The WEMA home in Bamburi is a long way from the cramped premises in Likoni and the time spent camping in the Yinda’s garden. As one passes in the front gate on the right is the splendid new building ‘Chipukizi Centre’. To the left is a large grassy area for football and volleyball. Straight ahead are classrooms with the happy sound of childrens’ voices. The IT class, the library, the cooking school, the tailoring class, the large cookers in the kitchen department, the dining room, the offices, dormitories, bathrooms, the fish ponds, the cows, the seasonal garden; the separate small house for the volunteers and the occasional paying guest, almost a small town! If it is school holidays or break time for the 3 KG classes there are children running everywhere, laughing and playing on the grass and in the playground with its slides and other fun toys. When a child first comes to WEMA, rescued from living on the street or other vulnerable place, fearful, traumatized, alone, it must seem like a dream. Everything possible is done by the teachers (3 of whom are young women brought up at WEMA), house mothers and other experienced staff to make that child feel welcome and most of all safe.
WEMA does not exist as an island but has integrated with the community! The Chipukizi Centre, funded by Safaricom Foundation, will, once it is furnished, house a barber’s shop, a tuck shop, a cyber café and a restaurant. These will be run by community youth. This the first phase. The second phase will include a large multi-purpose hall, a music studio, a radio station and a library. Tuesdays and Fridays BOMU hospital hold a clinic at WEMA and on these days mothers from the community can be seen with their children waiting to see the doctor. Community children attend the KG classes, free of charge. Many community children come to eat with the residents; the fish from the ponds and the milk from WEMA’s 7 cows are used to enrich the children’s diet. The IT department as well as teaching the residents offers affordable classes to the community. The Dream Catcher bus (a dream come true) extends the IT education program to the children who live in the street: a bus converted to hold 10 computers visits Mama Ngina Drive, Mbaraki and Makadara on a regular weekly schedule. This program is assisted by students from Technical University of Mombasa and KEPSA. The bus unfortunately at this moment is off the road, needing a new engine.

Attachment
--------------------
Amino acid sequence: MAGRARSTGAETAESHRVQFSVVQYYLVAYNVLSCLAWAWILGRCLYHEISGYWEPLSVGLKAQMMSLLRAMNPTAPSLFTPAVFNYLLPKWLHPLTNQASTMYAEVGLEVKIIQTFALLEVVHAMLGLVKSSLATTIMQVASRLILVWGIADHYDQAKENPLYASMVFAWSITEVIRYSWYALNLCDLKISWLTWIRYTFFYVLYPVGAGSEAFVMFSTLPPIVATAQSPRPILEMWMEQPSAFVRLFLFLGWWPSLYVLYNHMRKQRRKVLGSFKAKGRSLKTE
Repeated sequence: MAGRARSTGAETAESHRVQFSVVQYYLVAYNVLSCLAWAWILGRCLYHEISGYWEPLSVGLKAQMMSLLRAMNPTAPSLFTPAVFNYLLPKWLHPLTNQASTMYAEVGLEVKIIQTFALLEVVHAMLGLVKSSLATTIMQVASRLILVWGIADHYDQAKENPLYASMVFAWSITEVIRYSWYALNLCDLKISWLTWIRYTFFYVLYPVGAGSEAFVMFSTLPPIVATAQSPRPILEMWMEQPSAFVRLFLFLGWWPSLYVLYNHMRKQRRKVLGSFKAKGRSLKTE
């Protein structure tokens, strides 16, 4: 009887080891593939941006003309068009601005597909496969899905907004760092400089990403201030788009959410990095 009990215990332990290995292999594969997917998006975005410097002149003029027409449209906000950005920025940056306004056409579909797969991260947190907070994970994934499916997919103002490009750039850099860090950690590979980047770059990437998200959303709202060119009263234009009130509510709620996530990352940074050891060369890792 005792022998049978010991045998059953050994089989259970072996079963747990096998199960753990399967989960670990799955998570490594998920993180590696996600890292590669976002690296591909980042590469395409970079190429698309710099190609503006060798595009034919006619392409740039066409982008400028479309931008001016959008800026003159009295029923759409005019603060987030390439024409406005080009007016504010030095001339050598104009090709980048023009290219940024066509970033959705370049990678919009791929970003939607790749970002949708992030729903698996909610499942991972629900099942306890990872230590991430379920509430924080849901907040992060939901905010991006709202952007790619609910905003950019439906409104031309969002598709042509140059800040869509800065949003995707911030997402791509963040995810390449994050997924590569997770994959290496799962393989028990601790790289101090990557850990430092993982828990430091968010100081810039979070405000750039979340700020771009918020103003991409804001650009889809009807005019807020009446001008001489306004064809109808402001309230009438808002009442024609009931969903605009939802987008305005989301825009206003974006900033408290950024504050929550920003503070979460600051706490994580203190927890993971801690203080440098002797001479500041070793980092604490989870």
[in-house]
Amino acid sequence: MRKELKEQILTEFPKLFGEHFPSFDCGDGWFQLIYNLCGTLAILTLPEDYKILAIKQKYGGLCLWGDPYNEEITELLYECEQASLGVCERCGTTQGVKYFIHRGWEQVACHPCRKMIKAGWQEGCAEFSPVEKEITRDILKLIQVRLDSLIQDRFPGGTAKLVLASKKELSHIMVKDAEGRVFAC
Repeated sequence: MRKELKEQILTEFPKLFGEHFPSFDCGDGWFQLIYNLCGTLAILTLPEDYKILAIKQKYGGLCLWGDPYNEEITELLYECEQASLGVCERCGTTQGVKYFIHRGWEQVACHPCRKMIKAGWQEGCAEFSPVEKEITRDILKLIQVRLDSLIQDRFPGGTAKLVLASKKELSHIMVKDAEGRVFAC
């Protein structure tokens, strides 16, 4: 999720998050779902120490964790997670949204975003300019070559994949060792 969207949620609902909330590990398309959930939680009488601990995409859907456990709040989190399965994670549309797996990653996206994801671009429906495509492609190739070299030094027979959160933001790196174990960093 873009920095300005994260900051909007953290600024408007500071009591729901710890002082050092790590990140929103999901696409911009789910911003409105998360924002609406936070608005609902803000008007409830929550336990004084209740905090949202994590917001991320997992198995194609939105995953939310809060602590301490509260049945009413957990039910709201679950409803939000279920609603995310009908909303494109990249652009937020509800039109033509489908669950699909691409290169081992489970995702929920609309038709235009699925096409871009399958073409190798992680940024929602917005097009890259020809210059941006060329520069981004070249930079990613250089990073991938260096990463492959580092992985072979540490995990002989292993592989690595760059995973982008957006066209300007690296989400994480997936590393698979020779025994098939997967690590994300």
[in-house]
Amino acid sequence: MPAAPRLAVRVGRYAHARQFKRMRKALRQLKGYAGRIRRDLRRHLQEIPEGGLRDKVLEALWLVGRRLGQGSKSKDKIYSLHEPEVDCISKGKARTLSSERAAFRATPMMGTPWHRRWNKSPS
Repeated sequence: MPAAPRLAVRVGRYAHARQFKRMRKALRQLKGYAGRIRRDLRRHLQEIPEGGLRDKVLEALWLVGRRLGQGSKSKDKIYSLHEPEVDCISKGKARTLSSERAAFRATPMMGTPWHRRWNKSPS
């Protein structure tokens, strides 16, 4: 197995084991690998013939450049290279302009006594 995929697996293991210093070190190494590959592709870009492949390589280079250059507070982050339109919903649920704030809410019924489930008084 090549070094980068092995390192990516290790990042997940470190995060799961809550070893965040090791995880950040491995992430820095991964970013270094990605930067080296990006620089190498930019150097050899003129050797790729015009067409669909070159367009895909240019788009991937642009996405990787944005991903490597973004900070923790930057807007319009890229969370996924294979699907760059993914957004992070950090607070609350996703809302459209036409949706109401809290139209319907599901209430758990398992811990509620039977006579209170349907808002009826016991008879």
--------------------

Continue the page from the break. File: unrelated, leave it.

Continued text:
Cooking and tailoring classes are also available at WEMA for the resident and community girls.
Children’s homes come in for a lot of criticism and may not be the ideal place for children to grow up but adopting and fostering are a rare occurrence and so WEMA works hard to provide the home that these children have either lost or never had, to make every child feel that they are a special and precious part of a large and loving family, safe and cared for.
"The Wema Bamburi Home: The 20 year Journey",
by Marlene Reid, Board Member and Trustee.